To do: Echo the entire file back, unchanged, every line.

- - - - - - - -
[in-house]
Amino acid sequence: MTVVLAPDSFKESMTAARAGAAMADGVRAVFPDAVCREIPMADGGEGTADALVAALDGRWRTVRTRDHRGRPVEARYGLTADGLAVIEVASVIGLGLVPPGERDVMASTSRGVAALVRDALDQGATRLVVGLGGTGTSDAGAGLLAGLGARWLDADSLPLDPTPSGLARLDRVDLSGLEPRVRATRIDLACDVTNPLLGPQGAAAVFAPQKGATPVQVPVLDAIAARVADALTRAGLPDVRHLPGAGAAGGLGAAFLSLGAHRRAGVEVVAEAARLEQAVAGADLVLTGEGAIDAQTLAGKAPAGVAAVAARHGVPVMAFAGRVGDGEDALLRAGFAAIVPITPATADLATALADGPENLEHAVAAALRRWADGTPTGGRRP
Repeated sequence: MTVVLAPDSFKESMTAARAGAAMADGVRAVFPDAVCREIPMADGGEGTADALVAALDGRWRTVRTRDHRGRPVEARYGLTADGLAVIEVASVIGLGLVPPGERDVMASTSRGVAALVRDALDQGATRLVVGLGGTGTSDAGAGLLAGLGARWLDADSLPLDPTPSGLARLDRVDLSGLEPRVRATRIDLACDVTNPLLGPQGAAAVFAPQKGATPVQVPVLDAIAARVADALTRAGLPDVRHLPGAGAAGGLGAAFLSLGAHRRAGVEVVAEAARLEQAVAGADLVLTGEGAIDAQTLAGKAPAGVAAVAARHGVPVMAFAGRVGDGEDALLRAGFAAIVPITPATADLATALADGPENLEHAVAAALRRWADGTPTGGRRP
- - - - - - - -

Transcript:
[in-house]
Amino acid sequence: MTVVLAPDSFKESMTAARAGAAMADGVRAVFPDAVCREIPMADGGEGTADALVAALDGRWRTVRTRDHRGRPVEARYGLTADGLAVIEVASVIGLGLVPPGERDVMASTSRGVAALVRDALDQGATRLVVGLGGTGTSDAGAGLLAGLGARWLDADSLPLDPTPSGLARLDRVDLSGLEPRVRATRIDLACDVTNPLLGPQGAAAVFAPQKGATPVQVPVLDAIAARVADALTRAGLPDVRHLPGAGAAGGLGAAFLSLGAHRRAGVEVVAEAARLEQAVAGADLVLTGEGAIDAQTLAGKAPAGVAAVAARHGVPVMAFAGRVGDGEDALLRAGFAAIVPITPATADLATALADGPENLEHAVAAALRRWADGTPTGGRRP
Repeated sequence: MTVVLAPDSFKESMTAARAGAAMADGVRAVFPDAVCREIPMADGGEGTADALVAALDGRWRTVRTRDHRGRPVEARYGLTADGLAVIEVASVIGLGLVPPGERDVMASTSRGVAALVRDALDQGATRLVVGLGGTGTSDAGAGLLAGLGARWLDADSLPLDPTPSGLARLDRVDLSGLEPRVRATRIDLACDVTNPLLGPQGAAAVFAPQKGATPVQVPVLDAIAARVADALTRAGLPDVRHLPGAGAAGGLGAAFLSLGAHRRAGVEVVAEAARLEQAVAGADLVLTGEGAIDAQTLAGKAPAGVAAVAARHGVPVMAFAGRVGDGEDALLRAGFAAIVPITPATADLATALADGPENLEHAVAAALRRWADGTPTGGRRP